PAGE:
There are roughly 5,000 new cases of Type 2 diabetes each year among children in the United States, according to the Centers for Disease Control and Prevention (CDC). Although most cases could be prevented, Type 2 diabetes in adolescents continues to rise.
Diabetes is a condition in which the body cannot produce enough insulin — the chemical hormone released by the pancreas to control blood glucose — or use the insulin correctly. Type 2 diabetes is both resistance to insulin by the body's cells as well as an impairment in the secretion of insulin by the pancreas.
"In a healthy individual, the body is able to self-regulate the insulin secretion needed to maintain normal blood sugar," says Dr. David Hall, a doctor of internal medicine and pediatrics with Sharp Rees-Stealy Medical Group. "When there is decreased insulin available or the cells do not respond to it appropriately, this balance is disrupted and the blood sugar becomes elevated."
High levels of sugar in the bloodstream can have many detrimental effects on the body. The earlier a person develops diabetes, the earlier the following can occur:
- Vision loss
- Neuropathy (weakness, numbness and pain, usually in the hands and feet)
- Heart disease
- Kidney failure
"While obesity is not the only factor in developing diabetes, it is a main contributing source," says Dr. Hall. "As rates of obesity in our nation have risen, the diagnosis of Type 2 diabetes has increased in parallel."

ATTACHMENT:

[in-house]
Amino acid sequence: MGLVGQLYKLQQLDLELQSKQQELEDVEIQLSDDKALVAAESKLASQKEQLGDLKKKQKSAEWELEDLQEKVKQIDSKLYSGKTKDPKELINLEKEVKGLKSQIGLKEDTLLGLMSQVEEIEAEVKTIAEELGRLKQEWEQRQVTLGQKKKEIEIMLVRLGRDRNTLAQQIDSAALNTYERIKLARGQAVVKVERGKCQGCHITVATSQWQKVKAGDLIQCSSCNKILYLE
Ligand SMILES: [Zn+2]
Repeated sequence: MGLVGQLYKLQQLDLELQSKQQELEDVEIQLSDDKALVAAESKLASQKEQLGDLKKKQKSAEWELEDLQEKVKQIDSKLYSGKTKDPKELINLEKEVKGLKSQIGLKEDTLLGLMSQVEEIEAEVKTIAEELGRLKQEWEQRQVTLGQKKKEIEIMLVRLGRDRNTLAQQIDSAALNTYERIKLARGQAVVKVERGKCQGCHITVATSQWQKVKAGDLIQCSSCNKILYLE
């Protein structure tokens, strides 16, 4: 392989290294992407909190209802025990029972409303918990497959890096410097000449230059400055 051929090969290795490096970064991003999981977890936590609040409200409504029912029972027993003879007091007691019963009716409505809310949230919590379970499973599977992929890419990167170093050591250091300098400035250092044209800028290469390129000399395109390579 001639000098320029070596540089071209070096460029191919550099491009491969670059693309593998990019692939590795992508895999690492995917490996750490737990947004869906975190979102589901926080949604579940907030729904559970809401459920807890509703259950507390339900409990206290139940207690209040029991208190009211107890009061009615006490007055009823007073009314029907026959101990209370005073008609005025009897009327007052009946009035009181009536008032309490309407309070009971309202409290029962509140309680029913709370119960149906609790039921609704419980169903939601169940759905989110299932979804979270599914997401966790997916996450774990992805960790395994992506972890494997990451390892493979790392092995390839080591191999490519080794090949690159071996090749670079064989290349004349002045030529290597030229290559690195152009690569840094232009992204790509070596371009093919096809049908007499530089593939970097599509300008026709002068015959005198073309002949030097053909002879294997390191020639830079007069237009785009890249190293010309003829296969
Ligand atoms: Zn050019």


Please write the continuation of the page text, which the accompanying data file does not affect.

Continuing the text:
Along with obesity, other risk factors for developing Type 2 diabetes include:
- Having a family member with Type 2 diabetes
- Gestational diabetes in the mother
- High birth weight
- Belonging to ethnic groups at higher risk, including American Indian, Alaska Native, African-American, Asian-American, Hispanic/Latino and Pacific Islander
"Heredity is part of the equation," says Dr. Hall. "However, we can have a tremendous effect and positive lasting benefits from changing our lifestyle."
Dr. Hall offers these two tips to help prevent Type 2 diabetes in kids:
Make better food choices
• Eat foods high in fiber, such as whole grains, beans, fruits and vegetables.
• Eat foods low in saturated and trans fats, such as lean meats, fish and low-fat dairy products, as well as foods with healthy unsaturated fats, such as nuts and avocados.
• Eat baked, broiled or grilled foods instead of fried foods.
• Eat foods .
• Drink water instead of sugary drinks, such as soda, sports drinks and juices.
• Minimize foods with , including those with added corn syrup, high-fructose corn syrup, glucose, sucrose and honey.
• Get at least 60 minutes of physical activity each day.
• Limit screen time to no more than two hours per day.
"The key to preventing Type 2 diabetes in kids is making lifestyle changes that are sustainable," says Dr. Hall. "Find a healthy balance with exercise and healthy eating, and get the whole family on board — everyone will benefit."